It had the little Kodak cartridges that you stick in, and I remember it had the ability to shoot one-stop animation.
I loved it and I’d take it with me when I went off on tour with him.
’ – led to him raising the money for Moon, starring Sam Rockwell.
I’d use my Star Wars figures, Smurfs toys, whatever I had, and make these little animated films.
Dad would help.‘He taught me, in a lovely way, the basics of making a movie, like how to do storyboards, write a script, do the lighting.
His ensemble – brown stubble, dishevelled light blond hair, scruffy jeans, a T-shirt emblazoned with the iconic anti-hero Sid Vicious – shouts ‘geek’ rather than Hollywood power broker, and there isn’t any immediate physical similarity with his father.
Indeed, there are times when I have to remind myself how easily Jones could have been a selfish, spoilt rock brat rather than the down-to-earth, affable man who settles back into his chair and politely orders a coffee.‘I don’t know why but for whatever reason that side of life – the celebrity and the spectacle – has never interested me.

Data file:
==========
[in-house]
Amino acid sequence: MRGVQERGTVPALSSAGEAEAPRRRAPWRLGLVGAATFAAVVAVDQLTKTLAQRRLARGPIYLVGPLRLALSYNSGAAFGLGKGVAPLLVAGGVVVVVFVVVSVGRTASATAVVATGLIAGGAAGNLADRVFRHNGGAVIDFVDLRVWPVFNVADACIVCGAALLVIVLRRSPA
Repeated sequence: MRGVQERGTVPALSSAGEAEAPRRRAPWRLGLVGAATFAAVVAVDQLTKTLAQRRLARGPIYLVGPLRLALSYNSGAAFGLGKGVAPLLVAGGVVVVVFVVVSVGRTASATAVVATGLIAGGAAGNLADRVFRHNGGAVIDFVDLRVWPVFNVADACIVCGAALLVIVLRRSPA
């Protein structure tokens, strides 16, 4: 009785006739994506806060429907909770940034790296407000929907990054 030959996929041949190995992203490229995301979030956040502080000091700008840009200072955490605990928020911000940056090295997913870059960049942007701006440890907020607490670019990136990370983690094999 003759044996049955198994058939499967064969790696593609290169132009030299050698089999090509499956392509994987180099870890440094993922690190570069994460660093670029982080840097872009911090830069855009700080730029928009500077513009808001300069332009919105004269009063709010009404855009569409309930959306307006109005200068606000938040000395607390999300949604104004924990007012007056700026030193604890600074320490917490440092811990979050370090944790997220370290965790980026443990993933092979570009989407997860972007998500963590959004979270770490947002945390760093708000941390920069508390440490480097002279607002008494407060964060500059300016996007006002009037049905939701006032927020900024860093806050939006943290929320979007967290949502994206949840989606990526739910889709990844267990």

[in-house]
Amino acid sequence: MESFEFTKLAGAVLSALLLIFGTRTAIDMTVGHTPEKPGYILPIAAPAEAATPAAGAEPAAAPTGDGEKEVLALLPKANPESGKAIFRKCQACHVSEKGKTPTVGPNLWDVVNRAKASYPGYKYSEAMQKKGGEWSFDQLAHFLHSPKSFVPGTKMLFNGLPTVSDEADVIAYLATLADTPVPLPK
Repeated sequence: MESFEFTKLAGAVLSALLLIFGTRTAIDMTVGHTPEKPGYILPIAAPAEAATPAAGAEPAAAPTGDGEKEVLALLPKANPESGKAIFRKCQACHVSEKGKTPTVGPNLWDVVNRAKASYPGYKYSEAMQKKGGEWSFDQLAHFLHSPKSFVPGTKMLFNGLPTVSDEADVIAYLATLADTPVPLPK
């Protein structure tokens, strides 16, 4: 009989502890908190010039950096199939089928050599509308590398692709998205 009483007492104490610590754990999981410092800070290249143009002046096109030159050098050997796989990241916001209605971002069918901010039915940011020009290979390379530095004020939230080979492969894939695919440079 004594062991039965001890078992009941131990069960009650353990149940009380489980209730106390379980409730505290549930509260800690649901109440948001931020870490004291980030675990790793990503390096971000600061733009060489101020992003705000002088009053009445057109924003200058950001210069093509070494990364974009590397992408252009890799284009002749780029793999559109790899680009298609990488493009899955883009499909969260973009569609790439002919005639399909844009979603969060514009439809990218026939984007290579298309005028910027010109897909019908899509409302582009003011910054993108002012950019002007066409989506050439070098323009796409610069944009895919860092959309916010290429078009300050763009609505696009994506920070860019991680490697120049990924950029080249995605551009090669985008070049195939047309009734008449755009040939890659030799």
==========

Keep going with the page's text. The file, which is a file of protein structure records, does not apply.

There were always photographers everywhere and a big reaction that came when anyone tried to take a picture of me. The woman who was looking after me would have her arms wrapped around my head so that they couldn’t get my picture.
It was a big event just to get in the car and go home at the end of the day. ‘It was the opposite for me on a film set,’ says Jones, suddenly animated. I’d see the amazing sets being built, how the make-up worked.
The first is his award-winning debut, Moon, a tiny £3 million-budget, exquisitely shot, nightmarish tale of an astronaut on the last days of his mining mission.
But Jones is not, and never wanted to be, Bowie Mark II. And it is testimony to Bowie that he nurtured and supported his son, helping him find his own creative path through life. At 40, Jones is the hottest director in Hollywood, thanks to two sci-fi films.
I love my work but I don’t like being in the spotlight. And it was like any kid going to watch his dad at work, no matter what they do.